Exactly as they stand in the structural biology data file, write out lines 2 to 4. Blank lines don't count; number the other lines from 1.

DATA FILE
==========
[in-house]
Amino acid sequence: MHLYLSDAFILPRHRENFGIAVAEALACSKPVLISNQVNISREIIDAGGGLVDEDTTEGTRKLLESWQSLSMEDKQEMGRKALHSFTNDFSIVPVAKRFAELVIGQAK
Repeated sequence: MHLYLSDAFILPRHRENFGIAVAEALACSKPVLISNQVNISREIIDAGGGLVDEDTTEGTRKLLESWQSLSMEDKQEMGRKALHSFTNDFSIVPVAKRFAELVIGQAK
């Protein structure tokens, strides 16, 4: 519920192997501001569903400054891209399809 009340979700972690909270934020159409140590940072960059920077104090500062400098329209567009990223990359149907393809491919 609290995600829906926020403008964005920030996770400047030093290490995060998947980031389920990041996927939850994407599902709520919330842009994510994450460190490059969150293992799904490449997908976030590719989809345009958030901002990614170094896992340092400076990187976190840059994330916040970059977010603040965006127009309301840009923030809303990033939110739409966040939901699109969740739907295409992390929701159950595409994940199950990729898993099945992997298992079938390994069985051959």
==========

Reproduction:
Amino acid sequence: MHLYLSDAFILPRHRENFGIAVAEALACSKPVLISNQVNISREIIDAGGGLVDEDTTEGTRKLLESWQSLSMEDKQEMGRKALHSFTNDFSIVPVAKRFAELVIGQAK
Repeated sequence: MHLYLSDAFILPRHRENFGIAVAEALACSKPVLISNQVNISREIIDAGGGLVDEDTTEGTRKLLESWQSLSMEDKQEMGRKALHSFTNDFSIVPVAKRFAELVIGQAK
């Protein structure tokens, strides 16, 4: 519920192997501001569903400054891209399809 009340979700972690909270934020159409140590940072960059920077104090500062400098329209567009990223990359149907393809491919 609290995600829906926020403008964005920030996770400047030093290490995060998947980031389920990041996927939850994407599902709520919330842009994510994450460190490059969150293992799904490449997908976030590719989809345009958030901002990614170094896992340092400076990187976190840059994330916040970059977010603040965006127009309301840009923030809303990033939110739409966040939901699109969740739907295409992390929701159950595409994940199950990729898993099945992997298992079938390994069985051959």